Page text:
Rabb’s purple-draped coffin was at the front of the church, where a
large cross serves as the backdrop.
There is a deep abiding grief, one that would extinguish the stars
and dismantle the sun, with the knowledge, “My beloved Clint is dead,”
Suzanne Field Rabb said.
“He was my north, my south, my east and my west,” she said. “I
thought my love would last forever.”
A gentle spirit
Many at the service recalled Rabb as a man with a gentle, kind
spirit, but a passion for service.
“Clint never waited for the world to come to him,” said West Ohio
Bishop Bruce Ough, president of the Board of Global Ministries. “He went
to the world. He channeled the talents and equipped thousands of other
United Methodists to go to the world (to be) a mighty river of grace,
mercy and transformation.”
In a eulogy, the Rev. Robert Huie, a close friend and former
neighbor, said, “Clint’s God was always getting bigger.”
Rabb could pound out hymns such as “Precious Lord, Take My Hand” on
the piano with a jazzy beat, and take similar great pleasure in helping
start house churches in Southeast Asia, Huie said.
If someone said Rabb thought outside the box, “Clint more than likely
would say, ‘What box?’”
Huie told mourners that Rabb would want to tell each of them that he
loves them with all of his heart and mind and soul. “And his love
endures forever,” Huie said.
In a spirited part of the service, the gathering sang along to guitar
accompaniment several verses of “Peace Like A River.”
Hands began clapping throughout the church as celebrants sang:
“I got love like an ocean.
I got love like an ocean.
I got love like an ocean,
in my soul.”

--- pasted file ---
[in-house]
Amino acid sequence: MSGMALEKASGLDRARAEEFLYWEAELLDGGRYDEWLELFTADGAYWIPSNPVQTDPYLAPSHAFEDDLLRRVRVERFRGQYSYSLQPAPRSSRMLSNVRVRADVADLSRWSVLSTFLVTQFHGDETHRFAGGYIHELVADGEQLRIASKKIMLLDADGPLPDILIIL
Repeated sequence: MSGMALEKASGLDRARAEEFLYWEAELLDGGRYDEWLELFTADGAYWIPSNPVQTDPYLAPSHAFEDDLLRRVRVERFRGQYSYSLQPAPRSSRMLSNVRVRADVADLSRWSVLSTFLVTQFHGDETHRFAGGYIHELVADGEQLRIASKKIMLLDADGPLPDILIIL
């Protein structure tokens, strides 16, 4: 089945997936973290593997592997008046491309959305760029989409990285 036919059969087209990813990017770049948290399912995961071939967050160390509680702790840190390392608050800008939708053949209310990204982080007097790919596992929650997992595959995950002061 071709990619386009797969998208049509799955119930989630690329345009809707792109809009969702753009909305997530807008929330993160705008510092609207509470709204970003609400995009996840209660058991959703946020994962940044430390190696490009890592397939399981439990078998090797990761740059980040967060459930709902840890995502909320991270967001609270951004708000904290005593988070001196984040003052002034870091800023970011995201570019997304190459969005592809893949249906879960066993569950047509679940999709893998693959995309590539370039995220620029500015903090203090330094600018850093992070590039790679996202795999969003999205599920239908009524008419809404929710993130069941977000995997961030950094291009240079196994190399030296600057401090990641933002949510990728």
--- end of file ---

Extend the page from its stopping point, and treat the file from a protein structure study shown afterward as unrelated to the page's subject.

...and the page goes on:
A life of service
Rabb, a Texas native, grew up in Hunt County, northeast of Dallas.
“We grew up in a home where we were expected to be aware of the
larger world, to participate in a larger world and to know we had an
obligation and the ability to make a difference,” said his brother Joel.
Joel Rabb said his brother “achieved great things because he listened
to God’s call at the lowest points in his life—and at the highest points
in his life.”
Clinton Rabb served as a pastor and chaplain for the denomination’s
Southwest Texas Annual (regional) Conference before joining the mission
agency in 1996. Besides working with the mission volunteers program, he
had been involved with new mission initiatives in Africa, Asia, Eastern
Europe and Central Asia. He created the "In Mission Together Church to
Church Partnership Program," which links congregations, annual
conferences, volunteer efforts and mission personnel.
His wife, the Rev. Suzanne Field Rabb, is also a member of the
Southwest Texas Conference. They have eight children, Maury Rabb, Tyler
Rabb, Ginny Scheuch, Travis Payne, Daniel Payne, Andrew Payne, Matthew
Payne, Clare Payne, and three grandchildren.
The family has started a charity, http://www.clintonclarkrabbcharity.org,
in memory of Rabb. Memorial contributions should be designated to The
Clinton Clark Rabb Charity. Checks can be mailed to P. O. Box 721115,
Dallas, TX 75372.
*Briggs is news editor of United Methodist News Service, Nashville,
Tenn. Bloom is a news writer based in New York.
News media contact: David Briggs, Nashville, Tenn., (615) 742-5470 or email@example.com.
of Clinton Rabb funeral
reflections about Clinton Rabb
Photos from team in Haiti
Listen to complete Rabb funeral service
the lives of Sam Dixon and Clint Rabb
Mission agency’s Clinton Rabb dies of earthquake-related
Haitian Methodists and UMCOR size up needs
Medical specialists top volunteer list for Haiti
Earthquake in Haiti: The Church Responds
Clark Rabb Charity
UMCOR: Haiti Emergency